PAUL NEWBERRY AP, Sports Writer
The World Games is a showcase for athletes who compete in eclectic array of sports that have one thing in common: They are not part of the regular Olympic program.
Now, they’ll have to wait an extra year to take part in their Olympic-style competition because of the Tokyo Summer Games being pushed back to 2021.
Joining the parade of postponed events in the midst of the coronavirus pandemic, officials announced Thursday the 11th edition of the World Games in Birmingham, Alabama will now be held in the summer of 2022.
The new dates are July 7-17 for a sprawling competition that will feature disciplines such as tug of war, orienteering, korfball, billiards, sumo, lifesaving and dance.
“It’s not an easy decision, but it’s the right decision for our athletes, for our fans, and for our community,” Nick Sellers, CEO of the Birmingham Organizing Committee, told The Associated Press in a telephone interview.
The World Games were initially set for July 15-25, 2021, but a change was hastily arranged after the International Olympic Committee approved new dates for Tokyo this week.
The Summer Games will now be held July 23-Aug. 8, 2021, which would have overlapped with the last three days of the World Games. The lesser-known competition was forced to search for new dates, in large part because NBC Sports is the American broadcast outlet for both competitions.
There was some consideration of moving either earlier or later in 2021, but Sellers said the best option was a yearlong postponement.
“The only window that made sense was the summer of 2022,” he said. “You’d be competing with too many other national and international sporting events in spring and fall of 2021.”
The change could actually benefit the World Games in several ways.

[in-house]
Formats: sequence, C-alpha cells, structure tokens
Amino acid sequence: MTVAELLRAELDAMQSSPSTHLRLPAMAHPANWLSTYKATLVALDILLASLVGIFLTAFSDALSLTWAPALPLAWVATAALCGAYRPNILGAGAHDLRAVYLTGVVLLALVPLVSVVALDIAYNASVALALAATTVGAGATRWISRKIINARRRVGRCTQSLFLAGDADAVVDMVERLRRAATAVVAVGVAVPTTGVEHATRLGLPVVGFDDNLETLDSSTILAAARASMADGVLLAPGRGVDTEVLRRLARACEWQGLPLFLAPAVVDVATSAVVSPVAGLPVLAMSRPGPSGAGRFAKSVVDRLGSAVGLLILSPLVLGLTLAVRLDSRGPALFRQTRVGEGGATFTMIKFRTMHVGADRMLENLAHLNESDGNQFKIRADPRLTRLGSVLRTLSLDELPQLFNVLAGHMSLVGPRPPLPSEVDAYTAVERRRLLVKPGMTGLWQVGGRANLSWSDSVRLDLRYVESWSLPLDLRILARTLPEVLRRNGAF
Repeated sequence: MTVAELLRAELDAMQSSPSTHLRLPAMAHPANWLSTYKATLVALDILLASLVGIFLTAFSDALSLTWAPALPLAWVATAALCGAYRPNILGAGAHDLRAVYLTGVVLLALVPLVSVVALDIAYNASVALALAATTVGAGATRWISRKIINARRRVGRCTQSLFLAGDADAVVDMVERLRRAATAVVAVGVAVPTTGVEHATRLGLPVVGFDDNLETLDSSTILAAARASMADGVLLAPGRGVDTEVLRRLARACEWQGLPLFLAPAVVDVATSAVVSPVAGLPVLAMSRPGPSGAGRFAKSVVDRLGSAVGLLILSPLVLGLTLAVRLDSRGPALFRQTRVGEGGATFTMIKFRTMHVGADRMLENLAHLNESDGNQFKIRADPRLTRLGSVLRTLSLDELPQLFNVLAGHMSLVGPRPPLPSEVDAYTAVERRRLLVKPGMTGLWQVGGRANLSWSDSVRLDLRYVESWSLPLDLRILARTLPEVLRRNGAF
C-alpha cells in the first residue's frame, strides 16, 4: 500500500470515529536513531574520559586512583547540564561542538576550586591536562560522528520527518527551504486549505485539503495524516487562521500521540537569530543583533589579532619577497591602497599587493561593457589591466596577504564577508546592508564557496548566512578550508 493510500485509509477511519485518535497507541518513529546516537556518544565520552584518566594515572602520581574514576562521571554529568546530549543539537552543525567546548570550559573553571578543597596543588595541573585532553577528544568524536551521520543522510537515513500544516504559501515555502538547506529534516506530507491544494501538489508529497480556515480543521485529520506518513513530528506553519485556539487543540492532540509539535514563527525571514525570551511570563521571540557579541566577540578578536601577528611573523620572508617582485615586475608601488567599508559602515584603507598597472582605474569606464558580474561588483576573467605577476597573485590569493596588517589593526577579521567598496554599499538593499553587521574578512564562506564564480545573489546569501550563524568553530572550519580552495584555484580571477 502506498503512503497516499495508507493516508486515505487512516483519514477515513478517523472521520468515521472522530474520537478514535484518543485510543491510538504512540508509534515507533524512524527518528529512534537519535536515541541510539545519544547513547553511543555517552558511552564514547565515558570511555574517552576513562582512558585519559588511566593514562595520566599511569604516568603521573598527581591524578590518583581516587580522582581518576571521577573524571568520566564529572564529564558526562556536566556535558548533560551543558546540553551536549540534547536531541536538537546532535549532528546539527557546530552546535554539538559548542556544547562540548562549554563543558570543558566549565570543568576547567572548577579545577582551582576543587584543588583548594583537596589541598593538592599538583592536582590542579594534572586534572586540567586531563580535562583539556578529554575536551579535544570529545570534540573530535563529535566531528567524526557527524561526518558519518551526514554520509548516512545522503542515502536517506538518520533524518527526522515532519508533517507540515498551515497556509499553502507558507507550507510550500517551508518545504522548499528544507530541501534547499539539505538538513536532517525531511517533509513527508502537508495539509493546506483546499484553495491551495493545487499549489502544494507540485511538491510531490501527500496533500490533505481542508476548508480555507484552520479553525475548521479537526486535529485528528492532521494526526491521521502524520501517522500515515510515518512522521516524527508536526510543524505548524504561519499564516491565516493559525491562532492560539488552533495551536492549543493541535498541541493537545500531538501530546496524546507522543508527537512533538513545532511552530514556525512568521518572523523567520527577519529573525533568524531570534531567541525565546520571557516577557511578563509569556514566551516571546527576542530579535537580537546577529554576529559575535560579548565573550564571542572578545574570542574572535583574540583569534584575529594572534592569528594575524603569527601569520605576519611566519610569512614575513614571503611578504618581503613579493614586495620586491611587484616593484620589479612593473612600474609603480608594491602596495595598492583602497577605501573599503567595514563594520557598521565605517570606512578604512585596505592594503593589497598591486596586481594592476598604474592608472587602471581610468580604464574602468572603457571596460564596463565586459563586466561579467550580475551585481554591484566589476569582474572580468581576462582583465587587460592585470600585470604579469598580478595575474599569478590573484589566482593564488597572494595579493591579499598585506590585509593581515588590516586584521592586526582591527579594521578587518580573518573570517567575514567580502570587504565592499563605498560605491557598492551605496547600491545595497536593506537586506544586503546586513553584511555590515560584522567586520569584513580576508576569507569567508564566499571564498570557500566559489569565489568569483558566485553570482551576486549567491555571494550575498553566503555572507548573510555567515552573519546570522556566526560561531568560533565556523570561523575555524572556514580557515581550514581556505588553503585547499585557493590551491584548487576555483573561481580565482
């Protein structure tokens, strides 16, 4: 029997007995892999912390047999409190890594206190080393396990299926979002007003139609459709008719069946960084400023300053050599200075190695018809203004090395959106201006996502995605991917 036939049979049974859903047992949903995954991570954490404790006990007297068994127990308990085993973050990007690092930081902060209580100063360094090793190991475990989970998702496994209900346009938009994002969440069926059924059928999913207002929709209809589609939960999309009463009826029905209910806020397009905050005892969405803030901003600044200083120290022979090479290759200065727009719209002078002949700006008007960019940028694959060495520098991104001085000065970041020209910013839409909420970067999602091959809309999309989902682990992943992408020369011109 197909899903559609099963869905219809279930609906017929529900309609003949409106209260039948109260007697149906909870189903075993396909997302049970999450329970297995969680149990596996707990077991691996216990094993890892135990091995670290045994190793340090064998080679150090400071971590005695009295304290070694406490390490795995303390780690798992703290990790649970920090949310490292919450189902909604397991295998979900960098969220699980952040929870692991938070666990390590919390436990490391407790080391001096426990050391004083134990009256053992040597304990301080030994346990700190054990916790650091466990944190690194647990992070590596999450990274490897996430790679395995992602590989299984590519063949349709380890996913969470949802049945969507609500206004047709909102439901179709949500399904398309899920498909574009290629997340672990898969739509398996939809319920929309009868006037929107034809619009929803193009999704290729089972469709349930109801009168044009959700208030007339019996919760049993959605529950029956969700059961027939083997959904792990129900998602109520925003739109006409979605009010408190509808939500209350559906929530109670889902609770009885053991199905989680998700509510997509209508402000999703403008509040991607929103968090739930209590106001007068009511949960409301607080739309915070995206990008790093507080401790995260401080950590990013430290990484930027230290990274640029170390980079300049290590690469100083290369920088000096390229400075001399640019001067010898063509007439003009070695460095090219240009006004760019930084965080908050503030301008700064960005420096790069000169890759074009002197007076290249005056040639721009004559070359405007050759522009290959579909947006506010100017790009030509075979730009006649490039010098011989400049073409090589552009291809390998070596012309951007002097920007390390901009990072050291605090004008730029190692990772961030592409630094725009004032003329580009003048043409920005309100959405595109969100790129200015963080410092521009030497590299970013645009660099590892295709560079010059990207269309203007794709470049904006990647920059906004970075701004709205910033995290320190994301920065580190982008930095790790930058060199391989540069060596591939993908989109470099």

Protective Stadium, a new 45,000-seat football venue under construction near downtown Birmingham, is set to open in the fall of 2021. The $174 million facility was not included in the the original venue plan for the World Games, but it could be added now — perhaps as the site of the opening or closing ceremony.
Also, a $123 million renovation of Legacy Arena, the city’s major indoor sports venue and part of the Birmingham Jefferson Convention Complex, could be completed in time for it to be used during the World Games.
Sellers said the organizing committee is still committed to aging Legion Field playing a key role in the games, along with other venues such as Regions Field, Railroad Park, Boutwell Auditorium, the University of Alabama at Birmingham and Barber Motorsports Park.
Delaying the World Games to 2022 could have economic benefits, as well.
“More time is a good thing right now,” Sellers said. “We’ll have a little bit more time for the dust to settle and people to get back to everyday, normal lives. That gives us more time to bring on new sponsors and promote this event in a bigger way.”
The last World Games were held in Wroclaw, Poland in 2017.
Some 3,600 athletes from more than 100 countries are schedule to compete in the World Games, which is being billed as the largest sporting event in the American South since the 1996 Atlanta Olympics.
It’s also a chance for Birmingham to present a new image to the world beyond the ugly racial images of the 1960s, when Alabama’s largest city was a key battleground in the Civil Rights Movement.
“The World Games provides a special platform to showcase a new Birmingham to the world,” Sellers said. “”The world is going to be in for a real pleasant surprise.”